This week Rosie Findlay is writing her column from the Mercedes-Benz Fashion Week Australia (MBFWA) describing in detail the experience of the live event.
The invite to this show that I received in the post a couple of weeks ago was a silver Ziploc bag filled with multicoloured confetti. That was my first clue.
Fast-forward to last Thursday morning and I am standing in Bay 25, one of the former workshops for repairing trains when Carriageworks was still Eveleigh Rail Yard. There are still steel train-tracks embedded in the concrete floor. It is a vast industrial space with vaulted roof arching over parallel lines of white wooden chairs facing the “runway”.
Over the middle of the room hangs a set piece, hanging from a lighting rig on delicate wires: a cluster of porcelain casts of surreal objects hanging a foot from the floor. I spy a disembodied hand suspended beside a femur, an enormous clamshell with a pearl in its mouth, and miniature planets orbiting a porcelain crystal geode.
Playing over the sound system is Tomaso Albinoni’s tragic Adagio in G Minor for Strings and Organ, which never fails to remind me of the film Gallipoli. I don’t know if this is the association the production design team were going for, because the accompanying sound effects overlaying it give rise to much different connotations. The thwacking of a helicopter blade makes me think of the Vietnam War; the caw of a crow, a Victorian Gothic novel; and, most puzzling, except perhaps as a red herring in this aural landscape, the cheerful chirping of birds.
Each seat bears a transparent plastic sheet printed with a few paragraphs outlining the influences of the collection: dreams and dreamy femininity lie its heart, epitomised by the two young heroines named as references: Lux Lisbon and Wendy Darling.
Morning light streams in through the enormous, train-carriage-shaped doors flanking the space. The music fades. Silence.
A heartbeat echoes, growing louder, as if we are contained within the same ribcage, rattling into the machinic sound of a steam pump, and on come the spotlights, warm yellow lights trained on the runway.
The models walk out, one by one, almost smiling. The first looks are all fresh white pinafore minidresses, which gradually bleed into pale seafoam green playsuits, and on through lemon yellow, chewing-gum pink, and powder blue. This story is sweet with scalloped hems, narrow straps criss-crossing over bare backs, and the designer’s signature cotton lace inserts.
The models' hair is straightened but kind of mussed, as if they’ve been lolling around in a bedroom listening to rock n'roll records with Lux. Their eyes shimmer with palely iridescent eyeshadow and some carry fantastic and improbable bags, like a miniaudière shaped like a pink glittery rocketship.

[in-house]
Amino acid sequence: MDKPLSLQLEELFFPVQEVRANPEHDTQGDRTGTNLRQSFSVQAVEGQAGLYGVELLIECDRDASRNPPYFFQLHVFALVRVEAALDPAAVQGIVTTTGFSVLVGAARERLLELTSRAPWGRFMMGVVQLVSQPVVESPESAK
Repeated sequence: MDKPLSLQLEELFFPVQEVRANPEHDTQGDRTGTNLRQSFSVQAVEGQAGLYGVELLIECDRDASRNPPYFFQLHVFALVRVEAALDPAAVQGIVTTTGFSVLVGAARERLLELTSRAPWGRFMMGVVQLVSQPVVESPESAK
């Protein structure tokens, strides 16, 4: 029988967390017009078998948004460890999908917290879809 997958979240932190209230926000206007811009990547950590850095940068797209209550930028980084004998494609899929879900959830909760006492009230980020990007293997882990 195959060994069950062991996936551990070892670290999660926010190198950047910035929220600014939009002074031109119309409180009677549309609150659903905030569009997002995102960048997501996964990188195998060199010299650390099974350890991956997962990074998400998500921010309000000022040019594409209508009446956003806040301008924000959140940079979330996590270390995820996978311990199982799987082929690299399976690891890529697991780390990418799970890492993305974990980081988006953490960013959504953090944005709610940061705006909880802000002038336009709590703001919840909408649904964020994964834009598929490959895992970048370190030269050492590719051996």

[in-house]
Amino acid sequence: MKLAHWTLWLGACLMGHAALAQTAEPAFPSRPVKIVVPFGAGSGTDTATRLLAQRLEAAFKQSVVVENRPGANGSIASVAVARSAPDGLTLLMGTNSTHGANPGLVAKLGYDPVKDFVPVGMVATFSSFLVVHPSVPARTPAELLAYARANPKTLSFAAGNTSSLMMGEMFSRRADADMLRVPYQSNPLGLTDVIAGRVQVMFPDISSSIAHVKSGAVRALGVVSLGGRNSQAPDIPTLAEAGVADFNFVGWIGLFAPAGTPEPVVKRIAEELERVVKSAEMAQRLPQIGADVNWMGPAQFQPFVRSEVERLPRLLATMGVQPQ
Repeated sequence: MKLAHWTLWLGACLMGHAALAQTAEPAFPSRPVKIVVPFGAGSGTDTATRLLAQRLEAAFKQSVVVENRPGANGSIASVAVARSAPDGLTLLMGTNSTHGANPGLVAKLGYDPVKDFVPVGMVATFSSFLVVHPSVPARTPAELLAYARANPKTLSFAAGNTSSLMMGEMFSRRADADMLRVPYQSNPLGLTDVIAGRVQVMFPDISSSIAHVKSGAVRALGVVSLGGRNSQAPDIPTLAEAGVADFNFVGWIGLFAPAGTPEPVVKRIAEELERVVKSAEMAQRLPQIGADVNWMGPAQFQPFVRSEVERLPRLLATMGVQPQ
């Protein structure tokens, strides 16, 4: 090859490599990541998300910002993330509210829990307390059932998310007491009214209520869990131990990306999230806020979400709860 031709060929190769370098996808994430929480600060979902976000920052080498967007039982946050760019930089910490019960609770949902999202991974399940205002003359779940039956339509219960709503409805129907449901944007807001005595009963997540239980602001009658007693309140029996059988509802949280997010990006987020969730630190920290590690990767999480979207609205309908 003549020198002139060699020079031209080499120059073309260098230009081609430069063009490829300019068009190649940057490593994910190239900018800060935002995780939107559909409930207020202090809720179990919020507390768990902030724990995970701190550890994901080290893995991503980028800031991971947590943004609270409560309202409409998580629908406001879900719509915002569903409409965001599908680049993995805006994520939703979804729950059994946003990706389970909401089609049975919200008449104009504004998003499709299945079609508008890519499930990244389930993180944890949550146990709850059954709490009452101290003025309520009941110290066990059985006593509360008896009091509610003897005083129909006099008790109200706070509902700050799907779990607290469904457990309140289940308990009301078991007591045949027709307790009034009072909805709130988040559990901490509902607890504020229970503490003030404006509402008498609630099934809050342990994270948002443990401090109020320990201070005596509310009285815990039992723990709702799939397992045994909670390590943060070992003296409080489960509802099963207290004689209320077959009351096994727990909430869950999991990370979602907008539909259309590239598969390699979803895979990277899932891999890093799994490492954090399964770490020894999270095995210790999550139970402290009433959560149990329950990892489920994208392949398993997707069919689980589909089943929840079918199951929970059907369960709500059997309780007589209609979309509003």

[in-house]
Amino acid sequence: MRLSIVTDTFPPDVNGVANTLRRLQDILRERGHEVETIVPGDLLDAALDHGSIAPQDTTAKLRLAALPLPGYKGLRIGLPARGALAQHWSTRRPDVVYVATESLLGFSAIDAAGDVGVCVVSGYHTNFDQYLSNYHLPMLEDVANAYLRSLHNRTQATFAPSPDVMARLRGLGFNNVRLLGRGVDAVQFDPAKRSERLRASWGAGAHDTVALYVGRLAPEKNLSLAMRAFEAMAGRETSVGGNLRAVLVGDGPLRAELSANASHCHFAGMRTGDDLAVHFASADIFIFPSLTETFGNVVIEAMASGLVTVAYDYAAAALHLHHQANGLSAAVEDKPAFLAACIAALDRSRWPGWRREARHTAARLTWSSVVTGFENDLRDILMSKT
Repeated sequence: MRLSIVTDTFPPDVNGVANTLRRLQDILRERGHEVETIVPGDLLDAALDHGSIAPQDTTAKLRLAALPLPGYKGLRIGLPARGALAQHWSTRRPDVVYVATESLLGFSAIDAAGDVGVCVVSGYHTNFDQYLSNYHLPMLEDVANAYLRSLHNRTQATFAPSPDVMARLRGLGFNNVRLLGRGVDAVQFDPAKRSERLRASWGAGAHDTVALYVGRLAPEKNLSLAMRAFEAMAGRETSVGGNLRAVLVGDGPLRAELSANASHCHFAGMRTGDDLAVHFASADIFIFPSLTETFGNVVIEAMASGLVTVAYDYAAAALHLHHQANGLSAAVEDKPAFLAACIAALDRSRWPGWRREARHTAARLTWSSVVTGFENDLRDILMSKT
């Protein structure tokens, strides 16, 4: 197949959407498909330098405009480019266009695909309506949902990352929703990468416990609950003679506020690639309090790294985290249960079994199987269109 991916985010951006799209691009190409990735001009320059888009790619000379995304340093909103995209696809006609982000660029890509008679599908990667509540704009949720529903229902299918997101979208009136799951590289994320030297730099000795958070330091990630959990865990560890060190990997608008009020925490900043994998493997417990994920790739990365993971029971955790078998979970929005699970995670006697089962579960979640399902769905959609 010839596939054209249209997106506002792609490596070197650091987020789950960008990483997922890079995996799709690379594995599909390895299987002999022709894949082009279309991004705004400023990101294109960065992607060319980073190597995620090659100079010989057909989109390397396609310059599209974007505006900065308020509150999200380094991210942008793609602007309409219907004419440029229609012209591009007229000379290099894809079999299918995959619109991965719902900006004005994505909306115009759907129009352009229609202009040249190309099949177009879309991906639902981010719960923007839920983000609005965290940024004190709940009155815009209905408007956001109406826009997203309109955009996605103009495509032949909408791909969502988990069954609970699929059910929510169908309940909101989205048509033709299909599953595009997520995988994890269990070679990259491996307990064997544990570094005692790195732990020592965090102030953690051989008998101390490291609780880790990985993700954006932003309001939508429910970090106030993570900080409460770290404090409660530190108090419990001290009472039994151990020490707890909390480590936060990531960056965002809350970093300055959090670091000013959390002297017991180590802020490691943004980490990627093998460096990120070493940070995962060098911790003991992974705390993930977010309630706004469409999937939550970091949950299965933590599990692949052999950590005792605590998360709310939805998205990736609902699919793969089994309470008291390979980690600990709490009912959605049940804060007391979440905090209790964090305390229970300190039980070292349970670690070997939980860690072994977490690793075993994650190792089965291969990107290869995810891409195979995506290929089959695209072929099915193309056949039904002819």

The music the girls walk to is stretched out, trippy, and I scribble down the names Tame Impala and Deerhunter although I’m not really sure if it’s by either of these bands at all. What I do know is that the beat is so heavy I can feel it reordering the rhythm of my heartbeat.
The dreamy vibe of the first story of the collection is given a visual punch as glittery garments start walking out: one pair of hot pink glitter short shorts are particularly eye-catching. And then the collection turns in its sleep towards dreams of the future, albeit the kind of future dreamed up in the 1950s. Here are neoprene garments printed with retro-looking spacecraft and the star-scattered reaches of “outer space”. This contemporary fabric also forms the base for other looks, including shirts printed with a Hawaiian beach scene, and a dress smothered in pink and red lips, more ‘60s lipstick advertisement than Salvador Dali, as is fitting within the retro-future vibe of this story.
The last model laps the runway and then disappears as the music fades out. Cue a tinkling tune, as if someone has just wound up a music box. But instead of a twirling plastic ballerina, we see movement above the runway as two machines on the rig begin firing white confetti into the air.
It flutters down, a spectacular drift of white flakes, as the opening chords of a version of Rainbow Connection, the theme song of The Muppet Movie (1979), begins playing. Out flow the models, each in their single look from the show, a walking rainbow themselves of pastel hues, gangly limbs, and spackles of glitter. The white confetti falls silently for the entire finale, the models disappearing backstage as the lilting female voice croons about “the lovers, the dreamers and me.” The designer, Alice McCall, takes a brief, shy bow, and it is over.
The street-style photographers immediately rush out of the venue to resume their posts out the front of Carriageworks to snap any passing show-goers whose outfits have caught their eye, while others flood onto the snowy runway to pose for photographs in front of the static set piece. I imagine the models backstage are already quickly changing into their own clothes before rushing to the backstage of their next show to have their hair and make-up done all over again.
As for me, I have tutorials to prepare for and writing to do. Back to real life. But not before I kick my feet through the fallen confetti on my way out.